Friday, 28 April 2006

Review: Hindi stage play, Raat: Night hides many secrets

2006
Syed Akbar
Night hides many secrets in its folds of darkness but when it starts revealing, the truth is not always easy to comprehend. The memories it leaves in its wake are often bitter and sometimes startling.This is true both with the physical darkness of the night and the psychological darkness in one's life.
Raat (Night), a Hindi drama by eminent director MS Sathyu, successfully brings to light the untold atrocities and crimes committed by the protectors of law against hapless and innocent people under the cover of darkness, inside the four walls of the so-called investigation cells. Raat can be valued as a dramatic work that examines the psychological repercussions of human rights abuses.
Sathyu, who shot to fame with his "Garam Hawa" in 1973, also speaks of the trauma, both physical and mental, the victims undergo for the rest of their life while inquiry or truth commissions take their own time to prepare voluminous reports, which are ultimately consigned to government's apathy and its disrespect for human dignity. Through his three-person play, Sathyu vividly depicts how an innocent victim of police or state torture will react when he or she gets an upper hand over the perpetrators of crime.
Raat clearly has Sathyu's stamp on it. The play is set in an Indian State, assumed to be Gujarat or Maharashtra after the communal orgy there. It is based on "Death and the Maiden", an internationally acclaimed play by Ariel Dorfman. The original is set in Chile in the times of dictatorship exposing political bosses. Writer Javed Siddiqui has based script on the present-day Indian scenario highlighting treatment and torture of political activists, especially women. Death and the Maiden was produced in London at the Royal Court Upstairs in 1991. Like the parent play, Raat requires the active participation of the audience. The staging is beautifully used to achieve the audience's interaction and drive home the message.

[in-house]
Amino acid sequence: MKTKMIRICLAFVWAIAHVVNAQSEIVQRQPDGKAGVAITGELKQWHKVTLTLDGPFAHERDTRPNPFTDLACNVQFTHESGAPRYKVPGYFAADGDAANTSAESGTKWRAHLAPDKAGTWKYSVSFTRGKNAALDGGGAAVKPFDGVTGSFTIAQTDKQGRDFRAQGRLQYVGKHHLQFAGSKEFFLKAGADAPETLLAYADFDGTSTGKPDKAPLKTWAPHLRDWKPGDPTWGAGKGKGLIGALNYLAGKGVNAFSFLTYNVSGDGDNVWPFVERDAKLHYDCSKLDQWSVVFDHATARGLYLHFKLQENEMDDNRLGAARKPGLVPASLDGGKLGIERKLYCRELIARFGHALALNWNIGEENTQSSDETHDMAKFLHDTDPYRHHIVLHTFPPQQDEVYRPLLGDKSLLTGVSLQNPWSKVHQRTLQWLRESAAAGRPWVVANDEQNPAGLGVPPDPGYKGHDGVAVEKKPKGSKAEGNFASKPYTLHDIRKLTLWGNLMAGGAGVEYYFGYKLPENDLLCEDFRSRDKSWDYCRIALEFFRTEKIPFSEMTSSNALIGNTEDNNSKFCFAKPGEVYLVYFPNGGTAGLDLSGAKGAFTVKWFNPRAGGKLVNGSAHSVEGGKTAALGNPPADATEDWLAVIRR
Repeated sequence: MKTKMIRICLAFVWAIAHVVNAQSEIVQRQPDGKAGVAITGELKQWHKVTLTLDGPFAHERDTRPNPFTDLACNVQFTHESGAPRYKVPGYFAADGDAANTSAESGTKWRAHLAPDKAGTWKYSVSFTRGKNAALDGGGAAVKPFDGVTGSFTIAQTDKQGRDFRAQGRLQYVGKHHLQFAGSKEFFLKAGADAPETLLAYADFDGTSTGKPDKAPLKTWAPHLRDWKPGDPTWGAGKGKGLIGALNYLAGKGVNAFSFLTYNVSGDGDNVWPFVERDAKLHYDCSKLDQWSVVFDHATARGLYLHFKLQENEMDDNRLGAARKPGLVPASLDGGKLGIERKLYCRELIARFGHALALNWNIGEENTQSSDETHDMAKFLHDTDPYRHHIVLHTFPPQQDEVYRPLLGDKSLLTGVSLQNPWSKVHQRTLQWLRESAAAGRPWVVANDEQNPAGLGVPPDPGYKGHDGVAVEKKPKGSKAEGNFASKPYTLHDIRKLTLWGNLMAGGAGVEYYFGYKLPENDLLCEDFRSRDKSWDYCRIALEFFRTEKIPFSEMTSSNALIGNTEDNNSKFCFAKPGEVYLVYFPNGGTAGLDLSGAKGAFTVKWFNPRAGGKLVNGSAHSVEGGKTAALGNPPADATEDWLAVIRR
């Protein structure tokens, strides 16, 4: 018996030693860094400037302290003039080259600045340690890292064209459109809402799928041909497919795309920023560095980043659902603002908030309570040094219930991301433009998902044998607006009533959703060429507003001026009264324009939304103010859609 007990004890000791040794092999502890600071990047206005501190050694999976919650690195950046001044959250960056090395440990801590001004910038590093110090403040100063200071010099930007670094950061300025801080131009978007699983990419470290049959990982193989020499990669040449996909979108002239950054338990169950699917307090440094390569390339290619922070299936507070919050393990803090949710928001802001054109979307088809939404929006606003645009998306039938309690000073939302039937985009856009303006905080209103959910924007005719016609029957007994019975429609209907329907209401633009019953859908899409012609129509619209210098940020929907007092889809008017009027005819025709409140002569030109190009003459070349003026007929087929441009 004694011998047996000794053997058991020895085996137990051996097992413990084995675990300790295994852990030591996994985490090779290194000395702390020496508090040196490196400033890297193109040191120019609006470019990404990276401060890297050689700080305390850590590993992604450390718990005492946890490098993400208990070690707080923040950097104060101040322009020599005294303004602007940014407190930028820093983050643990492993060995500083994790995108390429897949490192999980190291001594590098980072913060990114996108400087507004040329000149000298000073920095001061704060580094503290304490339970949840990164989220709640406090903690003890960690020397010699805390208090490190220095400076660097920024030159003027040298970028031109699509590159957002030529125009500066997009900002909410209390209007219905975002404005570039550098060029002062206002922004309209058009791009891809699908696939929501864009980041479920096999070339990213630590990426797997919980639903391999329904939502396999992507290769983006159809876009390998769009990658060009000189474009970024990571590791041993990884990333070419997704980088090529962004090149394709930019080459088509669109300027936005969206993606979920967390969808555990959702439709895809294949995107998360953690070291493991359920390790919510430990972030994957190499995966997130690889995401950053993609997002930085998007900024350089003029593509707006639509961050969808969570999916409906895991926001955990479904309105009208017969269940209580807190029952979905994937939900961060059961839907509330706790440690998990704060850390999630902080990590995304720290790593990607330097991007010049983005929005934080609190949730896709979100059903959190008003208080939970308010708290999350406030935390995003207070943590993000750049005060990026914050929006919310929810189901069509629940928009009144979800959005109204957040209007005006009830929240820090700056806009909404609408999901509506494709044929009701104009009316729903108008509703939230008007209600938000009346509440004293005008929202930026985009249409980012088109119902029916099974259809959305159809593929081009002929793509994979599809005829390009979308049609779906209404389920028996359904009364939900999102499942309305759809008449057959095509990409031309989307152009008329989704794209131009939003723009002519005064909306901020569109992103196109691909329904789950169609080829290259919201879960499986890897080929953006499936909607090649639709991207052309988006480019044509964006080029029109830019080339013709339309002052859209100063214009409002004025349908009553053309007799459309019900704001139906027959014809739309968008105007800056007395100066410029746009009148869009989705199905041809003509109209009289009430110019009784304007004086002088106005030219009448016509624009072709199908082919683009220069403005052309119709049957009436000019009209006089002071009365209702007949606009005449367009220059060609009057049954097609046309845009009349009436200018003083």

With his Raat, Sathyu has revived the Hindustani theatre in Hyderabad after a long gap of two decades. The Hindustani theatre, quite popularly in these parts in 1970s and 1980s, died a slow death with the passing away of the doyen Qadir Ali Baig. His eldest son Moin Ali Baig continued the tradition for some time but in English through his Avant-garde Theatre, before shifting the base to the USA. A theatre foundation formed in memory of Qadir Ali Baig recently has already brought to the city two versatile Hindustani plays, Aparajita and Raat.
"It's a pleasant audience here. I am delighted to receive such an appreciation from the people in Hyderabad. I asked Javed to write the script based on Indian context and the play is before you," says a delighted Sathyu, who has brought his Raat to Hyderabad for the first time.
Raat and Aparajita have established that theatre is still attractive in Hyderabad despite the presence of a huge number of cinema halls. What's noteworthy is that almost 60 per cent of the audience were people between the age of 18 and 24 years. "Though the play was staged at Taramati Baradari, quite far away from the city, the turnout was in appreciable number. The audience comprised mostly of students and youths. This is a clear sign that theatre has a bright future in Hyderabad, as in Kolkata and Mumbai," observes producer Muhammad Ali Baig.
Versatile artiste Aanjjan Srivastav lives in the role of Bobby, a senior police inspector known for his surgical precision in execution of third degree methods on the detainees. Surender Gupta plays the role of Kabir, an IAS officer appointed by the State government to head a commission to inquire into the communal riots and the excesses indulged in by the police and government machinery against innocent people. Rashmi Sharma acts as Kabir's wife Aashi, a political activist held in illegal custody for nine days and gang-raped by policemen to extract information which she does not possess.